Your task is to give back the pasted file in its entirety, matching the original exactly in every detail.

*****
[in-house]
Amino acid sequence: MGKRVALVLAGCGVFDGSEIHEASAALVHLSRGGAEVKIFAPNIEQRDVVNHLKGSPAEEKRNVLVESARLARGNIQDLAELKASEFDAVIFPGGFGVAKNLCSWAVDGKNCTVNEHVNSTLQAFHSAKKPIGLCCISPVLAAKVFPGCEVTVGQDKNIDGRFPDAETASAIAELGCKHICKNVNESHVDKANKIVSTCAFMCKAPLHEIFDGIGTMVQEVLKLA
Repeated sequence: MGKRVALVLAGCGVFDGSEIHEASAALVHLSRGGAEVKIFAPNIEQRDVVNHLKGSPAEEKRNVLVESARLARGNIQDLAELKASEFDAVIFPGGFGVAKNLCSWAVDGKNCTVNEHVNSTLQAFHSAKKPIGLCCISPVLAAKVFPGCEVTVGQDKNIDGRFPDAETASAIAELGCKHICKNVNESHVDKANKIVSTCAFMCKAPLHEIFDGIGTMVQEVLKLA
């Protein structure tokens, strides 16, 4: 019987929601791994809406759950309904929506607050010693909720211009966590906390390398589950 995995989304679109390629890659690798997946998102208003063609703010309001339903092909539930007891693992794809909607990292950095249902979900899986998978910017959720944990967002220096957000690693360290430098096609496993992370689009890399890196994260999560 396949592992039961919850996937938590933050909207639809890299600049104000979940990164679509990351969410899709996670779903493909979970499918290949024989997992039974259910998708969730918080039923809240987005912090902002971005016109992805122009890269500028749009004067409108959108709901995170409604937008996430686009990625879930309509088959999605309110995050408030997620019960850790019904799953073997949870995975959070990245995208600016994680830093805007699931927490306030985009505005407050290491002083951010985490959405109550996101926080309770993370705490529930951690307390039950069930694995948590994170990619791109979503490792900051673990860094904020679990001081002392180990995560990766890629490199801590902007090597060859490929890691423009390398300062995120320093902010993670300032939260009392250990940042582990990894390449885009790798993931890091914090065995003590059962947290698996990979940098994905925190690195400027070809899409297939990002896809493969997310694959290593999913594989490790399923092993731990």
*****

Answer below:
[in-house]
Amino acid sequence: MGKRVALVLAGCGVFDGSEIHEASAALVHLSRGGAEVKIFAPNIEQRDVVNHLKGSPAEEKRNVLVESARLARGNIQDLAELKASEFDAVIFPGGFGVAKNLCSWAVDGKNCTVNEHVNSTLQAFHSAKKPIGLCCISPVLAAKVFPGCEVTVGQDKNIDGRFPDAETASAIAELGCKHICKNVNESHVDKANKIVSTCAFMCKAPLHEIFDGIGTMVQEVLKLA
Repeated sequence: MGKRVALVLAGCGVFDGSEIHEASAALVHLSRGGAEVKIFAPNIEQRDVVNHLKGSPAEEKRNVLVESARLARGNIQDLAELKASEFDAVIFPGGFGVAKNLCSWAVDGKNCTVNEHVNSTLQAFHSAKKPIGLCCISPVLAAKVFPGCEVTVGQDKNIDGRFPDAETASAIAELGCKHICKNVNESHVDKANKIVSTCAFMCKAPLHEIFDGIGTMVQEVLKLA
């Protein structure tokens, strides 16, 4: 019987929601791994809406759950309904929506607050010693909720211009966590906390390398589950 995995989304679109390629890659690798997946998102208003063609703010309001339903092909539930007891693992794809909607990292950095249902979900899986998978910017959720944990967002220096957000690693360290430098096609496993992370689009890399890196994260999560 396949592992039961919850996937938590933050909207639809890299600049104000979940990164679509990351969410899709996670779903493909979970499918290949024989997992039974259910998708969730918080039923809240987005912090902002971005016109992805122009890269500028749009004067409108959108709901995170409604937008996430686009990625879930309509088959999605309110995050408030997620019960850790019904799953073997949870995975959070990245995208600016994680830093805007699931927490306030985009505005407050290491002083951010985490959405109550996101926080309770993370705490529930951690307390039950069930694995948590994170990619791109979503490792900051673990860094904020679990001081002392180990995560990766890629490199801590902007090597060859490929890691423009390398300062995120320093902010993670300032939260009392250990940042582990990894390449885009790798993931890091914090065995003590059962947290698996990979940098994905925190690195400027070809899409297939990002896809493969997310694959290593999913594989490790399923092993731990």